It took Bloch 23 years to write another Psycho novel, revealing that Norman had been in a mental institution the entire time. But what happened in that asylum?
Until now, no one has known. It’s 1960. Norman Bates is in the State Hospital for the Criminally Insane and it’s up to Dr. Felix Reed to bring him out of his catatonic state. Dr. Reed must face both twisted patients and colleagues who think of the institution as a prison. And the greatest obstacle is the building itself, once a private sanitarium, rumoured to be haunted.
A delicate peace is disturbed by the arrival of Robert Newman, Norman’s twin brother, taken away at birth after a doctor pronounced him brain damaged. As Robert and Norman grow to know each other, Norman senses a darkness in Robert, perhaps even deeper than that which has lurked in Norman himself.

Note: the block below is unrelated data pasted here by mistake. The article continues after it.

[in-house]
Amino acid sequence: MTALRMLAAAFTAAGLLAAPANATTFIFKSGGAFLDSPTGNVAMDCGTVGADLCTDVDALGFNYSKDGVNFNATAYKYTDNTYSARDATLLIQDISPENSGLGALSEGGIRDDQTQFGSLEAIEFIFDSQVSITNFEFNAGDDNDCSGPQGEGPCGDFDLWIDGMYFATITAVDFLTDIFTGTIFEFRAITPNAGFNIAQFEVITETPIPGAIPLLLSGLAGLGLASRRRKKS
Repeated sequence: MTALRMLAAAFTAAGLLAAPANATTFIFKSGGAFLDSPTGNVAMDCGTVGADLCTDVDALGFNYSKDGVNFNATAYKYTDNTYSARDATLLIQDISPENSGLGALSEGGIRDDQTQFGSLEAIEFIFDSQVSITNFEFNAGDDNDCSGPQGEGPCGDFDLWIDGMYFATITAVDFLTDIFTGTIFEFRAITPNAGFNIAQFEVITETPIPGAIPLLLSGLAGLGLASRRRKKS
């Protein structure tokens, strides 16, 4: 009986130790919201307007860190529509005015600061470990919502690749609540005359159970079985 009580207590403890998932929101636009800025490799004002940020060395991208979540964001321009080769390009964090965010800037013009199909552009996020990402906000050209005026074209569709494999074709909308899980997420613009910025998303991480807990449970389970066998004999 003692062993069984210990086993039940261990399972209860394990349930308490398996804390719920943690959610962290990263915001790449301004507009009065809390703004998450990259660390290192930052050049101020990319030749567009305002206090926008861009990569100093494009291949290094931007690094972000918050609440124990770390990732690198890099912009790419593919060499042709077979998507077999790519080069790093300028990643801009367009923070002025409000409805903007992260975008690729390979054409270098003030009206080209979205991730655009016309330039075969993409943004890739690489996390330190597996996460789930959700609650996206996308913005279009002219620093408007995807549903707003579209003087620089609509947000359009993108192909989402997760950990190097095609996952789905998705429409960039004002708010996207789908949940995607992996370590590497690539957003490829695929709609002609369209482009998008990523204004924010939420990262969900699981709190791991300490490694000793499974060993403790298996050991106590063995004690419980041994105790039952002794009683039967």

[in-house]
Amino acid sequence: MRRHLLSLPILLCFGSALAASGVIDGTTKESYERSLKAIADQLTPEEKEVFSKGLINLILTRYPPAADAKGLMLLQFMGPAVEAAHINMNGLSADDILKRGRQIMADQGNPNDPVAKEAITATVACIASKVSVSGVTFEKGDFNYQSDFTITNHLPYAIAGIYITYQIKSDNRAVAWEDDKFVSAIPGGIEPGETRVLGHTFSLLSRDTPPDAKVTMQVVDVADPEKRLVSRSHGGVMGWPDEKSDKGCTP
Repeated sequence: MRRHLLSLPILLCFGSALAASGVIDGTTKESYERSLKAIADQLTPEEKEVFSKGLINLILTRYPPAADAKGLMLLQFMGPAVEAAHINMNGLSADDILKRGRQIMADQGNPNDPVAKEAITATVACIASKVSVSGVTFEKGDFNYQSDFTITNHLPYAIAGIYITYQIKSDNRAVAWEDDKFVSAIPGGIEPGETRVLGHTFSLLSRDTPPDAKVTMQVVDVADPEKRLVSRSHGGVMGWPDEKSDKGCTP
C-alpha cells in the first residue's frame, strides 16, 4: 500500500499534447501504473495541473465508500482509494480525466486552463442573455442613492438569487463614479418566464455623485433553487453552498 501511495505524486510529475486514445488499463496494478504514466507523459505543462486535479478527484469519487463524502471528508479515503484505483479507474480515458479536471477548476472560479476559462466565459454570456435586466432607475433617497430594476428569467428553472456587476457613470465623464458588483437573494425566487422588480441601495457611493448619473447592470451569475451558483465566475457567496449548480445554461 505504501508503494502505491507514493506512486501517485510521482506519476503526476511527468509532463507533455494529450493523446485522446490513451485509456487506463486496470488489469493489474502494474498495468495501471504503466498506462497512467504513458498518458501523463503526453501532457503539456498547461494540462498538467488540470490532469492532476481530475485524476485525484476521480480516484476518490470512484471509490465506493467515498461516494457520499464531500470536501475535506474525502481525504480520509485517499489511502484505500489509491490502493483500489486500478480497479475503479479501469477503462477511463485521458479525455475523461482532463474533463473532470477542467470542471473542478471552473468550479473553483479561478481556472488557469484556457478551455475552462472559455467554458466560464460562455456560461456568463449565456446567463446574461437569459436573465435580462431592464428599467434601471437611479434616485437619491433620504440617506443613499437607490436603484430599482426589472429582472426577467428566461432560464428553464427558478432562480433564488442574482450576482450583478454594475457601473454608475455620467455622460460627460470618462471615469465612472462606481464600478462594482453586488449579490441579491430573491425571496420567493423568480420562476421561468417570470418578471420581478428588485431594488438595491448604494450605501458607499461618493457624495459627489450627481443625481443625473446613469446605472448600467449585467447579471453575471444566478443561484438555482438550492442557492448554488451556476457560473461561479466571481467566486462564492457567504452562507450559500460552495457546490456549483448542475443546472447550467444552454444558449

In the State Hospital for the Criminally Insane, we once again meet with Norman Bates.
Dr Reed is a kindly doctor dedicated to Normans care and along with Nurse Marie, Norman who is mostly catatonic, makes considerable progress. Norman has a visitor, Robert, who claims he is Normans twin brother,
When the working staff at the hospital start to ‘disappear’, Marie makes the connection that those who pose a threat to Norman are the ones who are never seen again.
‘Mother’ is back, but this time for what reason??
Psycho Sanitarium is a fast paced tale and if Robert Bloch were asked his opinion, I should imagine he would say that Chet Williamson has done a remarkable job with this sequel.
I would recommend that the reader should ‘reconnect’ with Bloch’s original Psycho and especially Psycho 2 if only to fully understand Williamson’s ending of this fabulously creepy and gripping horror.
I loved this book, Chet Williamson has captured Bloch’s style of writing perfectly. With characters such as Miller and Gunn, Psycho Sanitarium is a worthy completion of what Bloch started.
This one is pure class.